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D. Scott McLeod, Imran Bhutto, Malia M. Edwards, Rachel E. Silver, Johanna M. Seddon, Gerard A. Lutty; Distribution and Quantification of Choroidal Macrophages in Human Eyes With Age-Related Macular Degeneration. Invest. Ophthalmol. Vis. Sci. 2016;57(14):5843-5855. doi: https://doi.org/10.1167/iovs.16-20049.
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Increasing evidence suggests a role for macrophages in the pathogenesis of age-related macular degeneration (AMD). This study examined choroidal macrophages and their activation in postmortem eyes from subjects with and without AMD.
Choroids were incubated with anti-ionized calcium-binding adapter molecule 1 (anti-IBA1) to label macrophages, anti-human leukocyte antigen-antigen D-related (anti-HLA-DR) as a macrophage activation marker, and Ulex europaeus agglutinin lectin to label blood vessels. Whole mounts were imaged using confocal microscopy. IBA1- and HLA-DR–positive (activated) cells were counted in submacula, paramacula, and nonmacula, and cell volume and sphericity were determined using computer-assisted image analysis.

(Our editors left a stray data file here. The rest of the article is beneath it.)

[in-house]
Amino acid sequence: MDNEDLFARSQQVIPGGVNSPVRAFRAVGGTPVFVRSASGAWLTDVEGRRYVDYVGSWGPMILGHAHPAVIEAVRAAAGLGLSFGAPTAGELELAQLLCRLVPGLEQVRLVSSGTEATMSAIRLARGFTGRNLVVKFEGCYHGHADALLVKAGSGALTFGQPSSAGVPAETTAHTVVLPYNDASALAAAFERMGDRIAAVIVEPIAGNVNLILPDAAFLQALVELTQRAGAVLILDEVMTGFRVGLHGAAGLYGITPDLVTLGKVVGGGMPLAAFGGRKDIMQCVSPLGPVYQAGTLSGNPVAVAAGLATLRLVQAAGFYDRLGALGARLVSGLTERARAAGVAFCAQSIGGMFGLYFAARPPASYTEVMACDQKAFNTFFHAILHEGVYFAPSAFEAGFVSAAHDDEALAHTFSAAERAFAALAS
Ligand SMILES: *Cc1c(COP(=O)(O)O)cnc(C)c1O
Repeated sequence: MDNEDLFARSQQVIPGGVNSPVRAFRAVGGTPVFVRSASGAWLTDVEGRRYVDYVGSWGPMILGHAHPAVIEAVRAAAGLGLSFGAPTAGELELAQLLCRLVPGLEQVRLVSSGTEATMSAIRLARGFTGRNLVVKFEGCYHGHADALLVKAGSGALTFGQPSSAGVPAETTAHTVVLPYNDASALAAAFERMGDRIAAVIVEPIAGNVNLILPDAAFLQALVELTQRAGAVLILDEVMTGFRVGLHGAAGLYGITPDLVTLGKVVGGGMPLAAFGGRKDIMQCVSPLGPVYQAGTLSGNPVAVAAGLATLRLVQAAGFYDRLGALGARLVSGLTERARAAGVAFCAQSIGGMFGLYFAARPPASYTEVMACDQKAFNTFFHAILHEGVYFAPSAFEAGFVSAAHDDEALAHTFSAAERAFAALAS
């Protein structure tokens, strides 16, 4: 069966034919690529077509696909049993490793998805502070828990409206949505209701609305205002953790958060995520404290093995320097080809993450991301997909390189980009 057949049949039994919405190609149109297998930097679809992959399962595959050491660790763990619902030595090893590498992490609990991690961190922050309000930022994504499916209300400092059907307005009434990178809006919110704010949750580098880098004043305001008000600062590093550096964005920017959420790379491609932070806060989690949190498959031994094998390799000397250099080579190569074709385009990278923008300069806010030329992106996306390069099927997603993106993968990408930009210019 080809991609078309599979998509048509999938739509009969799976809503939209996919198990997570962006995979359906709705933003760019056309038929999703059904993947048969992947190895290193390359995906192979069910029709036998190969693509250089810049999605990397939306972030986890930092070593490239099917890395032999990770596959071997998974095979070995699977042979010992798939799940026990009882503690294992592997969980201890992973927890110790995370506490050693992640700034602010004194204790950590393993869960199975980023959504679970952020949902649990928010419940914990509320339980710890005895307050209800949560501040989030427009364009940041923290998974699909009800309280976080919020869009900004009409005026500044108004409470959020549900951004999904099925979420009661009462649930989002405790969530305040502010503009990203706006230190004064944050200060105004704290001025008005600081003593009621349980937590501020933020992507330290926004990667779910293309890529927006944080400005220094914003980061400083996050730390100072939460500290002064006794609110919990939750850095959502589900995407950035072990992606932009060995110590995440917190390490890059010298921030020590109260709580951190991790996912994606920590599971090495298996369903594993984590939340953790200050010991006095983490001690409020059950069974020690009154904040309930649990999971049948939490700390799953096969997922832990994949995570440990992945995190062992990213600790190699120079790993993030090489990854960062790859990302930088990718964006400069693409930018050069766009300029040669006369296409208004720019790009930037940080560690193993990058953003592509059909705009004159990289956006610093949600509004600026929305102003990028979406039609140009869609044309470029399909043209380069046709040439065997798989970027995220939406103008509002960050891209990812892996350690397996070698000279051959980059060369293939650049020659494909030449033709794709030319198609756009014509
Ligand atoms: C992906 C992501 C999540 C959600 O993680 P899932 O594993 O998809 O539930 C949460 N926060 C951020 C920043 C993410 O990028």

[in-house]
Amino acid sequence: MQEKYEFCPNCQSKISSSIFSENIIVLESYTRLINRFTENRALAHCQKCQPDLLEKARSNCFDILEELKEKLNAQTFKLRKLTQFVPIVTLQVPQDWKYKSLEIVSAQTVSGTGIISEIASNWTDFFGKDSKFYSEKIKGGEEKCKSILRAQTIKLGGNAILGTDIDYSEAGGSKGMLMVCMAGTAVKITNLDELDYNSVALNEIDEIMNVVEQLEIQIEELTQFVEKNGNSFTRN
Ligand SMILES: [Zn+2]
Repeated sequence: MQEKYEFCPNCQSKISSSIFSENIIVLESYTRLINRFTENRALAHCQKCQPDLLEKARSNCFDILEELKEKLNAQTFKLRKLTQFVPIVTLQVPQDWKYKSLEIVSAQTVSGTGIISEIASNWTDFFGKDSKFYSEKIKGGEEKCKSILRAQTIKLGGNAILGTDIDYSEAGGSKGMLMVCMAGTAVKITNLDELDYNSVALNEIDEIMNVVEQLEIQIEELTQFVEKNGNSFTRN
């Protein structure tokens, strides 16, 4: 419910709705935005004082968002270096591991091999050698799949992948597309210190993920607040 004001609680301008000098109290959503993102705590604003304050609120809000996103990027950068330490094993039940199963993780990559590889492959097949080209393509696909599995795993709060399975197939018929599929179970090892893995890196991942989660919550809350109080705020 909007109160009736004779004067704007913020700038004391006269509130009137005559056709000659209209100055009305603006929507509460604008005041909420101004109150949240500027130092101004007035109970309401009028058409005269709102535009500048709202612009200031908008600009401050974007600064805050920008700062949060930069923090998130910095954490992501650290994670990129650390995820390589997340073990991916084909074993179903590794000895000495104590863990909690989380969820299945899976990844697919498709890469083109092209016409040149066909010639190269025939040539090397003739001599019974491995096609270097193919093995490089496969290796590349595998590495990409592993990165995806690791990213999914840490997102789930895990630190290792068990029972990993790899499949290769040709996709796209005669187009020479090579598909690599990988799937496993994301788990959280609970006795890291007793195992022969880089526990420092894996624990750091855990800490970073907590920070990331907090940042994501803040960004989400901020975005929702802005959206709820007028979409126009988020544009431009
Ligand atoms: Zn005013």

In aged control eyes, the mean number of submacular IBA1+ and HLA-DR+ macrophages was 433/mm2 and 152/mm2, respectively. In early AMD eyes, there was a significant increase in IBA1+ and HLA-DR+ cells in submacula compared to those in controls (P = 0.0015 and P = 0.008, respectively). In eyes with neovascular AMD, there were significantly more HLA-DR+ cells associated with submacular choroidal neovascularization (P = 0.001). Mean cell volume was significantly lower (P ≤ 0.02), and sphericity was significantly higher (P ≤ 0.005) in all AMD groups compared to controls.
The average number of IBA1+ macrophages in submacular and paramacular choroid was significantly higher in early/intermediate AMD compared to that in aged controls. HLA-DR+ submacular macrophages were significantly increased in all stages of AMD, and they were significantly more round and smaller in size in the submacular AMD choroid, suggesting their activation. These findings support the concept that AMD is an inflammatory disease.
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